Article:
Long innings of a winsome performer
In the wake of Madhuri Dixit's marriage much is being discussed about the future of a heroine's career who opts for matrimony even when she is riding the wave of success. GIRIJA RAJENDRAN writes...
MADHURI DIXIT'S recent marriage to Dr. Shriram Nene, an NRI based in the U.S., has predictably given rise to two schools of opinion in the Hindi film industry. One group says that this superstar has been wise to make the right personal move at the right time; while the dissenting set avers that, now that she is married Madhuri could well lose her abiding reservoir of fans in mainstream cinema.
It is true that Madhuri had ruled the roost for well over a decade, though there were threats. Like when first Meenakshi Seshadri and then Juhi Chawla challenged Madhuri Dixit's privileged position. But not even Sridevi - who so successfully held on to her top position with solid performances and returns at the box-office - could ward off the Madhuri challenge for an indefinite period of time. Significantly, it was as Sridevi chose matrimony (before her position at the helm had come to an absolute end) that Madhuri took over with an aura and charisma all her own.
Not that Madhuri herself did not later face a threat to her career - in the mid-90s. Yet this was the precise hour in which Sooraj Barjatya's ``Hum Aapke Hain Koun'' came along to reinstate her, in the midst of a string of flops (in which Madhuri's performances had stood out none the less).
In fact, not until very recently, when younger girls like Karisma Kapoor, Kajol and Tabu came prominently on the scene, did the Madhuri factor cease to matter.
For all that, the super actress in Madhuri ensured that the winsome performer held on to her citadel for the longest time possible in the circumstances.
In this light, it could be said that Madhuri timed her marriage just right. Not all her films, even when she was at the zenith, were grossers. But the advent of movies like Rajshri's ``Hum Aapke Hain Koun'' and Yash Chopra's ``Dil To Pagal Hai'' put Madhuri back, centrestage, with a bang.
Is that bang really down to a whimper at the star-turn of the century? Well, lately, Madhuri has had the satisfaction of working in artistically stimulating ventures like Prakash Jha's ``Mrityudand'' a show in which she stood out among a group of towering talents like Shabana Azmi, Mohan Agashe, Om Puri and Mohan Joshi.
Nowhere did Madhuri's glamorous image intrude upon her realistic performance in ``Mrityudand.'' And Madhuri now has another testing film on the anvil in M. F. Husain's ``Gaj Gamini.'' Regardless of how this movie fares, Madhuri would, here, have essayed a very different kind of character on the screen.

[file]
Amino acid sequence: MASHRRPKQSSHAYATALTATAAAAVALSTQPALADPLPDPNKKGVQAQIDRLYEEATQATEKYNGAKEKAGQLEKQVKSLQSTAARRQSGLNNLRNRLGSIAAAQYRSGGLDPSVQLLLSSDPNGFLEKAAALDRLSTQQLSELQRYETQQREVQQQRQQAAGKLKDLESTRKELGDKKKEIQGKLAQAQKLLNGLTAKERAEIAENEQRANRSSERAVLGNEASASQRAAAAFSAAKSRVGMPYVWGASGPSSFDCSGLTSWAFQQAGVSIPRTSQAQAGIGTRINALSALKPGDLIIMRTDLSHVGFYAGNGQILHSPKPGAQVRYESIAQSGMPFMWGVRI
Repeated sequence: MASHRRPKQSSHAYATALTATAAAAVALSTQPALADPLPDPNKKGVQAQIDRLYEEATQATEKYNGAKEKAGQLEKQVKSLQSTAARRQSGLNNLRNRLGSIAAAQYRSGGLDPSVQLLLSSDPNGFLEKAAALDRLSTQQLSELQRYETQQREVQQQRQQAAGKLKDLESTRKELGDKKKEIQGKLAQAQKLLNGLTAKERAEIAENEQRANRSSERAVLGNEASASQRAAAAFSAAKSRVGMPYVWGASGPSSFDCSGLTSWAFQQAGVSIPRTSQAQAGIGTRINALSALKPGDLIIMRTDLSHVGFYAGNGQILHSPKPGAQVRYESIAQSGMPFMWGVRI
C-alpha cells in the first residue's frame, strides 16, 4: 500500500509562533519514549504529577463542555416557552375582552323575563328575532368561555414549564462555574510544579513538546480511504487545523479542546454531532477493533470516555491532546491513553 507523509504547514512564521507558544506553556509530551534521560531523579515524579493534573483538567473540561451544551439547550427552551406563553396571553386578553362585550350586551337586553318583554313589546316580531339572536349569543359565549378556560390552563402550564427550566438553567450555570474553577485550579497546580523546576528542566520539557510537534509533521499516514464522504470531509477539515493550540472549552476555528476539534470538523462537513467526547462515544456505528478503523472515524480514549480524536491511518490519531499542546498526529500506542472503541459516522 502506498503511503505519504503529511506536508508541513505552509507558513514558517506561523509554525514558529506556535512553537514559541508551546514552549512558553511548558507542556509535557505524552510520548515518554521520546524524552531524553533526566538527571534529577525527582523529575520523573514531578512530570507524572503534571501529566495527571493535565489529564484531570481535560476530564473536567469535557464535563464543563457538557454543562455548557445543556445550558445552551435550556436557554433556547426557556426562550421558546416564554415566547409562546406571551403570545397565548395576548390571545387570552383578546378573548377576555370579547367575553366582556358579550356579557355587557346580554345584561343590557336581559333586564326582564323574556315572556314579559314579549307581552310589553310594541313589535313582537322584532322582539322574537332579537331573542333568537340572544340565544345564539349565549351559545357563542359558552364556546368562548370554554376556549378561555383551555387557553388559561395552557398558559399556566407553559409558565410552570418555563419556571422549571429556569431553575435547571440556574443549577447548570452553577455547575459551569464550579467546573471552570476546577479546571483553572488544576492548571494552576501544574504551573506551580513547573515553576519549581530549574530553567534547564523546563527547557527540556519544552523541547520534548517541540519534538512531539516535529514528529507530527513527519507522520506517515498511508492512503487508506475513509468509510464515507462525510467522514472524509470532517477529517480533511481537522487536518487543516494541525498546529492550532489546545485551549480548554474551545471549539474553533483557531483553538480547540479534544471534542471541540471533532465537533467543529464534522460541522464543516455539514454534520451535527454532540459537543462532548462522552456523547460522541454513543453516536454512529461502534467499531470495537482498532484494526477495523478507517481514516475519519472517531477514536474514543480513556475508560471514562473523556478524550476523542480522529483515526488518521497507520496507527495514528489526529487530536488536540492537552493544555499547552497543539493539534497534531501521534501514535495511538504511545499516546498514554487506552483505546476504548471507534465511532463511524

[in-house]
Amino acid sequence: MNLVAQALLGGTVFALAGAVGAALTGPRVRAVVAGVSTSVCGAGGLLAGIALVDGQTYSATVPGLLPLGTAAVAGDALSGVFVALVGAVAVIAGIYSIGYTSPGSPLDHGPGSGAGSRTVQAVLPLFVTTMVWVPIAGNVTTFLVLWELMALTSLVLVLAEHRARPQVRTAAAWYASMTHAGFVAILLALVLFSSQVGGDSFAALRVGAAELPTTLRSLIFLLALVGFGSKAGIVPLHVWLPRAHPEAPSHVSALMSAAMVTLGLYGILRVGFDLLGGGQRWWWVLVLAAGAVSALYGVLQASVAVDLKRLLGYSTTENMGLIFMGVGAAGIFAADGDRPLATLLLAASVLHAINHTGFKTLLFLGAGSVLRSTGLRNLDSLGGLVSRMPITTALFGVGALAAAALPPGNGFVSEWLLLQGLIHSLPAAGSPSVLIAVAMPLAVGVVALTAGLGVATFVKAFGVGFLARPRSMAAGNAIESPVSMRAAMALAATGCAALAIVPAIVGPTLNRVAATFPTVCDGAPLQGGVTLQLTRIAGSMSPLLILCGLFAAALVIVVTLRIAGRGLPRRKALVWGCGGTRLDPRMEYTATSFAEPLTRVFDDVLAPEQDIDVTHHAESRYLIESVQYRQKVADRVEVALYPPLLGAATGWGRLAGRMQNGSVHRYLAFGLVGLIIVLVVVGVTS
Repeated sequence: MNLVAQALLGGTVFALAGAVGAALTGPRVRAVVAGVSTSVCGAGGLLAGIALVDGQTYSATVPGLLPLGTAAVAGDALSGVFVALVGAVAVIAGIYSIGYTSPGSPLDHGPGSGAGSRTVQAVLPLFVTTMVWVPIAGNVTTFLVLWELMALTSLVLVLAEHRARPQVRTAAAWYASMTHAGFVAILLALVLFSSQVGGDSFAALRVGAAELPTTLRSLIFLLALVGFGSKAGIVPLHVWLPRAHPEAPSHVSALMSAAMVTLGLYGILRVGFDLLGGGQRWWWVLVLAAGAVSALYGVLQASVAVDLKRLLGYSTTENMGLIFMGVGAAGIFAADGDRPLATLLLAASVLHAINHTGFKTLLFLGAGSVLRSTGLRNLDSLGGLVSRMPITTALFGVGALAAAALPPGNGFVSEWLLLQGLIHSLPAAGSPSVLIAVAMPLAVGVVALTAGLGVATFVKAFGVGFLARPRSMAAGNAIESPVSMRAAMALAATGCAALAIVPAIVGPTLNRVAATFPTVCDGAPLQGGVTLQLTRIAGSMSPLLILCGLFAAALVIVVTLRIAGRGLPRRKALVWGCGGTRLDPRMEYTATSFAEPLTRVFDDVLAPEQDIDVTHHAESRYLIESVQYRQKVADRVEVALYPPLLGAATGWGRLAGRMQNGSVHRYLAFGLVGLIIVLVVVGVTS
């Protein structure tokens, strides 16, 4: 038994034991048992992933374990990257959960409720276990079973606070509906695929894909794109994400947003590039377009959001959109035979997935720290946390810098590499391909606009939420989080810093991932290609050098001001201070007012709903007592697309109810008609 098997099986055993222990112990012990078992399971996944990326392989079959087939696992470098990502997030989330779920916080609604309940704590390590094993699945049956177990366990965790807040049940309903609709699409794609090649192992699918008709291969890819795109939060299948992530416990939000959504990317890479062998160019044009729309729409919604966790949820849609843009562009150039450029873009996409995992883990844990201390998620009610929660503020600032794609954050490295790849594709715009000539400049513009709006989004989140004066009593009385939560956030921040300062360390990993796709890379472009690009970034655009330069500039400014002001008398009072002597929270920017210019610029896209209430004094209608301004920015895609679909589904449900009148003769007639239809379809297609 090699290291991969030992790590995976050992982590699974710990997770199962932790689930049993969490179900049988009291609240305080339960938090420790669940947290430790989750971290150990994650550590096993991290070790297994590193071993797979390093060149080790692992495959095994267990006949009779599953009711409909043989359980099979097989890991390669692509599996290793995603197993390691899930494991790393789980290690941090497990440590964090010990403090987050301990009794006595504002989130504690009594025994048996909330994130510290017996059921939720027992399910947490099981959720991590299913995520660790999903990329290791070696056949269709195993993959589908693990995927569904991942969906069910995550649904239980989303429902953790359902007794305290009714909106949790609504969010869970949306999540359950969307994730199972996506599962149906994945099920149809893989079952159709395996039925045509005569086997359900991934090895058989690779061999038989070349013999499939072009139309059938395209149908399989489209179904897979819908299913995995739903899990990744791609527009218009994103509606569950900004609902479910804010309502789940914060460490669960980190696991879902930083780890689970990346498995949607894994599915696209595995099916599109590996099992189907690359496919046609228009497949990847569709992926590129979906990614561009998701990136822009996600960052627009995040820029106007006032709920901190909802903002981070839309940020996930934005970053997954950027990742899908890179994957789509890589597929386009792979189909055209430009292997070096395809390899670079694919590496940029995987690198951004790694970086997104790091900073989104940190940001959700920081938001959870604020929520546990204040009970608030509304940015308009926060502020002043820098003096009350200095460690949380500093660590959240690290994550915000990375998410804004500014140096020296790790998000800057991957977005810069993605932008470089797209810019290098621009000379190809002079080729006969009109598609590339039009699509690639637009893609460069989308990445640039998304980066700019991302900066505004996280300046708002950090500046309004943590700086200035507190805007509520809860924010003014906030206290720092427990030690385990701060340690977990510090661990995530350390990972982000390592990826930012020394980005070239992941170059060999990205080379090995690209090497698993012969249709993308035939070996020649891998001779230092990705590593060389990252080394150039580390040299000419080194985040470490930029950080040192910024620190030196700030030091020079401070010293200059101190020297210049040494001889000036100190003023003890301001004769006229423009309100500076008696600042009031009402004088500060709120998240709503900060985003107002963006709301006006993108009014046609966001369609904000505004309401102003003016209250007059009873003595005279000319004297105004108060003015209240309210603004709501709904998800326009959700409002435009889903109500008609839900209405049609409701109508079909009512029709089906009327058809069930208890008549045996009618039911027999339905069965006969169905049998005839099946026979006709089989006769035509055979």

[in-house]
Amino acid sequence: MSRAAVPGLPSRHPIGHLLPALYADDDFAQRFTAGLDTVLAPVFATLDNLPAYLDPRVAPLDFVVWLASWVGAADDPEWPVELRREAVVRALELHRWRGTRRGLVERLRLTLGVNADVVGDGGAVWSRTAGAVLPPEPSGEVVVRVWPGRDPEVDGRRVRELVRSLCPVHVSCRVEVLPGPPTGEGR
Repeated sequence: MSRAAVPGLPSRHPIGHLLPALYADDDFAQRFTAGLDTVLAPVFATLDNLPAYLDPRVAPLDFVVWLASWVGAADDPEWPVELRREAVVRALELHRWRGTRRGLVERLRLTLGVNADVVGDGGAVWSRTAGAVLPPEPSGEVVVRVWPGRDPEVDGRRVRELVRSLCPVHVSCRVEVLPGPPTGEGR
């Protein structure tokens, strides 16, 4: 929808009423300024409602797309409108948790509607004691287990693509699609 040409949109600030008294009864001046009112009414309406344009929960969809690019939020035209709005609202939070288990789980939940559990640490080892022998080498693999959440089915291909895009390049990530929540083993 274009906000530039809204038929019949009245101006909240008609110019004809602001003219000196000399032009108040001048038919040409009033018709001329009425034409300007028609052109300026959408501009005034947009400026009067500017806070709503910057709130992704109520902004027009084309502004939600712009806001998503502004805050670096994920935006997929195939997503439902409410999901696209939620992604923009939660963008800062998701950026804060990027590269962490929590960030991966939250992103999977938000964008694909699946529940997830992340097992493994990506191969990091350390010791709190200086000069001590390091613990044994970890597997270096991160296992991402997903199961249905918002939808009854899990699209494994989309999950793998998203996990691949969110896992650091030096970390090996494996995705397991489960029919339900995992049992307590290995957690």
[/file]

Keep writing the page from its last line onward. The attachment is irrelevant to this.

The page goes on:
Take, for instance, Madhuri's contemporary and competitor, Juhi Chawla. This otherwise hit heroine could never really match Madhuri's range. Juhi, for her part, took her own time, publicly to announce, what was a foregone conclusion of a marriage with her long-time friend, Jai Mehta, hoping that her simulated single status would restore her to the elusive top ranks.
Let us here go back to the original Dream Girl: Hema Malini. This lone female superstar of her time was so hugely successful, commercially speaking, that only impending motherhood could bring out the confession that Hema had indeed tied the knot with Dharmendra. But such was her sway, that despite fears about her career, Hema managed to hold on to her superstardom without much damage even after she had had her first child. It was only the belated rise of Sridevi in her second Hindi film (after ``Solwa Saawan''), followed by the advance of newcomers like Madhuri and Juhi, that forced a still ravishingly trim and beautiful Hema Malini to seek other avenues of self-expression like direction and dance.
Both Jaya Bhaduri and Raakhee got married at almost the same time. Jaya gradually and graciously slid into domesticity. Raakhee went on to do some meaningful and successful roles on her comeback trail. This is true of Dimple Kapadia too. It is arguable that, had Raakhee and Dimple opted not to marry when they did, they could rewardingly have stretched their careers as glamour heroines.
Rekha, who represented the glamour end of the marquee to Hema's contrasting star personality, progressively, became a sensitive heroine (Umrao Jaan).
Times have certainly changed now for the glamour girls of the Hindi screen. Most of the new brigade of female stars see no rational reason to hide their romantic links. Kajol, for one, was right at the pinnacle of her career, following the stupendous success of Aditya Chopra's ``Dilwale Dulhania Le Jayenge'' and Karan Johar's ``Kuch Kuch Hota Hai'' - not to speak of lesser hits of hers like ``Hum Aap Ke Dil Mein Rehte Hain,'' ``Pyar Kiya To Darna Kya'' and ``Pyar To Hona Hi Tha.''
Yet Kajol, characteristically, was not one to change her wedding plans to suit the spot dictates of the box-office. She went right ahead and married Ajay Devgan. How the scene has changed should be manifest from the fact that Kajol's first film after marriage, ``Dil Kya Kare'' has been faring rather well.
The reason for this, perhaps, is that the cinegoing public, too, is becoming more performance conscious than personality conscious.
So, when Madhuri Dixit next hits the screen as Mrs. Nene, will this still comparatively young lady be able to evoke mass hysteria she did as Madhuri Dixit?
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